Autism wandering highlighted in new report
Half of children with autism are prone to wandering, sometimes for hours -- a dangerous behavior pattern that can start before kindergarten, a national survey has quantified for the first time.
The extent of the wandering phenomenon was revealed in a survey of 856 parents whose children have been diagnosed with an autism spectrum disorder.
Half of the respondents reported their children not only have wandered from home but were gone long enough to raise alarm.
Conducted by the Interactive Autism Network, an online autism research project overseen by the Kennedy Krieger Institute in Baltimore, the survey is the first to attempt to quantify the problem. The institute is affiliated with Johns Hopkins University.
Two out of three parents reported their children had a "close call" with a traffic-related incident. One-third said a child nearly drowned. Fifty-eight percent reported wandering as the most stressful of all autism-related behaviors.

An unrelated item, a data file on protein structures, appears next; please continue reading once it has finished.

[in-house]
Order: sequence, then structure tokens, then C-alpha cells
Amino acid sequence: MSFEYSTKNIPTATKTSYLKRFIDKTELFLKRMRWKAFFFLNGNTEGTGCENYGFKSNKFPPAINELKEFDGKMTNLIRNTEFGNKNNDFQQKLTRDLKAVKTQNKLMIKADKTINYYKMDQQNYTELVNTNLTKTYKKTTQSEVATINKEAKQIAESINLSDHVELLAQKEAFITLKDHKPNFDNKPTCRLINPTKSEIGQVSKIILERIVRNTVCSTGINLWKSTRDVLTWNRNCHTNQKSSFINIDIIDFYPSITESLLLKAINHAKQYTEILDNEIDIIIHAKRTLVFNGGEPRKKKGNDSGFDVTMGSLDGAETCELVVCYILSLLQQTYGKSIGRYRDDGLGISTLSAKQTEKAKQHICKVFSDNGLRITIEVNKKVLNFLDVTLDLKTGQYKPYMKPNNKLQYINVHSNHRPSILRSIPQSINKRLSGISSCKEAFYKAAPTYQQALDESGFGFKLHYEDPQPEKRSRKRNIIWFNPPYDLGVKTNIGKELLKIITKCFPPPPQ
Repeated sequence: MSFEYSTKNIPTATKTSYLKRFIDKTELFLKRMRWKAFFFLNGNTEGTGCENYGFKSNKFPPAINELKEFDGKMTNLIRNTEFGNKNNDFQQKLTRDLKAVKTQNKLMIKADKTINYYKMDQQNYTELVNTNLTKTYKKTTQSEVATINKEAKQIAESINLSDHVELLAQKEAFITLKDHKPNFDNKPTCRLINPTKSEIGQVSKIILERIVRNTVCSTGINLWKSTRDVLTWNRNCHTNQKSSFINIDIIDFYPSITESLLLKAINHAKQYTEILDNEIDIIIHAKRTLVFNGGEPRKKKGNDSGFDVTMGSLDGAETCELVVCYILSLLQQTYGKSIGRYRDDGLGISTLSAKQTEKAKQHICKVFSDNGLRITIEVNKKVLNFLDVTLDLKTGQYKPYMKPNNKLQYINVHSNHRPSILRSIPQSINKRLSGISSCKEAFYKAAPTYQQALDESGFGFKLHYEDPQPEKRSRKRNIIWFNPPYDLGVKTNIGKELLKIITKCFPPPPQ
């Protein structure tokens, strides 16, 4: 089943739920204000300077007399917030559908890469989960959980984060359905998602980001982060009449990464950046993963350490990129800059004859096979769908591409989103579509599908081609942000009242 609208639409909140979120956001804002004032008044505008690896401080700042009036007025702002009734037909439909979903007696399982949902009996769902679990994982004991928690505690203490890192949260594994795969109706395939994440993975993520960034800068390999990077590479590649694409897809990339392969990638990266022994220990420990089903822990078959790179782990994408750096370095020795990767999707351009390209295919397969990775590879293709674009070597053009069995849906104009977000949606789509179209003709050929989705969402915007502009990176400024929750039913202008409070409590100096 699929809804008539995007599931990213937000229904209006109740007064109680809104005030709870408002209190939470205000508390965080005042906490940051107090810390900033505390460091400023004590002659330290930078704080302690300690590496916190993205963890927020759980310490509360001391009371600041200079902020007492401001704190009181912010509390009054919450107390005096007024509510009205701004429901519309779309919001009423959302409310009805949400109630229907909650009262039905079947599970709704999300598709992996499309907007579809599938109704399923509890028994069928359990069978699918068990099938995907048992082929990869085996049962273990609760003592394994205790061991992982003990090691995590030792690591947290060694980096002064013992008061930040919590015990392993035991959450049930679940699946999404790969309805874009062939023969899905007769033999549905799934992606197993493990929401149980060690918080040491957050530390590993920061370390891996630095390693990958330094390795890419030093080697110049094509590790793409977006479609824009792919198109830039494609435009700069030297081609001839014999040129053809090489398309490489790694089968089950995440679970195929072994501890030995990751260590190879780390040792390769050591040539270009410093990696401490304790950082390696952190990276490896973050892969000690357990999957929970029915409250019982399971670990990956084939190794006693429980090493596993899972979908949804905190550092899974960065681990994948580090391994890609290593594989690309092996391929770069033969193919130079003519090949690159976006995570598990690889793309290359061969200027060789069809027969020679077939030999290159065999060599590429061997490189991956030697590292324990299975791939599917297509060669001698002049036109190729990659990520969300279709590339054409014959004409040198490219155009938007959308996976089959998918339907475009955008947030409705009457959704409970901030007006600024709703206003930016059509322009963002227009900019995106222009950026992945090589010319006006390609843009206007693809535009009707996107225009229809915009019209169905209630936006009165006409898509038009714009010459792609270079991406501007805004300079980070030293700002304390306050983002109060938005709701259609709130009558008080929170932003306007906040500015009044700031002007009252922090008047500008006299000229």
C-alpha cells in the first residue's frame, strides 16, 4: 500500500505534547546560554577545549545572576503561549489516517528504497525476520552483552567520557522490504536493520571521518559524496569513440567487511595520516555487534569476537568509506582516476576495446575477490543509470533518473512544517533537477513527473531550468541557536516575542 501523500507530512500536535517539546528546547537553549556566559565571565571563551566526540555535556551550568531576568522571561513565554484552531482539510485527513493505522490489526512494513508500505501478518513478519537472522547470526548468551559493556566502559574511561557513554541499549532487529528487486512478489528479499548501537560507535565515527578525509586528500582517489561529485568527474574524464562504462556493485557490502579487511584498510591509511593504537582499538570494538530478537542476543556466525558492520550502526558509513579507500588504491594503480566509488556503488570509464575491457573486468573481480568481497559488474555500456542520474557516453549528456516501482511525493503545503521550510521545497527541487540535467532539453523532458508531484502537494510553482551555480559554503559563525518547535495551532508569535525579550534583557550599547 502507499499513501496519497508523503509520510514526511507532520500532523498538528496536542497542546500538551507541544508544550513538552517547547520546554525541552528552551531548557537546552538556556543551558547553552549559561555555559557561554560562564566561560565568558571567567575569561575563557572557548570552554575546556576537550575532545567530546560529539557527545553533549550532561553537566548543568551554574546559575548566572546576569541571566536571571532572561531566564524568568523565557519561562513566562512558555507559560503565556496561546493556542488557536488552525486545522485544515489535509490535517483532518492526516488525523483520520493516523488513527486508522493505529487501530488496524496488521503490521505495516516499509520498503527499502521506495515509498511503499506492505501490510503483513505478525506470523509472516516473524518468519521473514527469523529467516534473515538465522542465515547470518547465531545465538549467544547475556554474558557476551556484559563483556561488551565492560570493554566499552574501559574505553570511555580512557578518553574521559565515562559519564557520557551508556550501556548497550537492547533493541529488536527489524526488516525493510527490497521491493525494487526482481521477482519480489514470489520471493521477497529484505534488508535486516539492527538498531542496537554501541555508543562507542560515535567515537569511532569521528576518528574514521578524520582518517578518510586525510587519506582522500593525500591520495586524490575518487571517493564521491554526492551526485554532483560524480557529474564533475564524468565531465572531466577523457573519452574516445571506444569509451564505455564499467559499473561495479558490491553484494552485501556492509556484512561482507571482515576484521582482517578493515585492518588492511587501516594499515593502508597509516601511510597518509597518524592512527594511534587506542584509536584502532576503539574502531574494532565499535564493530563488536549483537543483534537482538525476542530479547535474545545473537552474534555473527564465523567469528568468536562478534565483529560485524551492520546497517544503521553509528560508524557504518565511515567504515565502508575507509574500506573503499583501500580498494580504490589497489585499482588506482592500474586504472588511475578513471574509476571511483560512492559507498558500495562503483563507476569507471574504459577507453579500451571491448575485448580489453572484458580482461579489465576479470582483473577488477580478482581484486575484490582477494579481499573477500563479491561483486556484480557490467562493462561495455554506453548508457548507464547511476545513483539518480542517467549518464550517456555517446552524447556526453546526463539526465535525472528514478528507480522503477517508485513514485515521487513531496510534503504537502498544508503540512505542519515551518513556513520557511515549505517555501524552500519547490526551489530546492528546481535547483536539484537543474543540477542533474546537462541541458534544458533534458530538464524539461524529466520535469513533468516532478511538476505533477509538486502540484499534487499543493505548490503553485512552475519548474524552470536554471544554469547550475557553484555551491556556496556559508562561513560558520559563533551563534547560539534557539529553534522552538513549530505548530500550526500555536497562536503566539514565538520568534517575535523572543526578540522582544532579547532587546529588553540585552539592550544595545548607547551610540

On Tuesday, the body of Blake Murrell, a 4-year-old with autism who had wandered from his home in Cushing, Okla., was found in a pond. In 2010, 10 children with autism died after wandering off, according to the Krieger institute.
"There have been instances in my own practice where families have experienced [wandering] and it is very distressing when it occurs," said Dr. Andrew Adesman, chief of developmental and behavioral pediatrics at Cohen Children's Medical Center in New Hyde Park.
Adesman, who was not involved in the survey, added that children wander for different reasons. "In some cases, it's just wanderlust. For others it's avoidance, and still others have a destination in mind," he said.
Even though the survey shows a decline in wandering as individuals age, dropping substantially by teenage years, the problem continues into adulthood, according to Ernst VanBergeijk, executive director of the Vocational Independence Program at the New York Institute of Technology in Central Islip.
VanBergeijk works with young adults who have a range of neurologically based learning disabilities, including Asperger syndrome -- so-called high-functioning autism. He said another frightening aspect of wandering is the tendency to be easily lured into harm's way.
Stranger-danger awareness, he said, is lacking among many with Asperger's.
"They have no sense of guile," he said. "They are very, very trusting, which makes them vulnerable."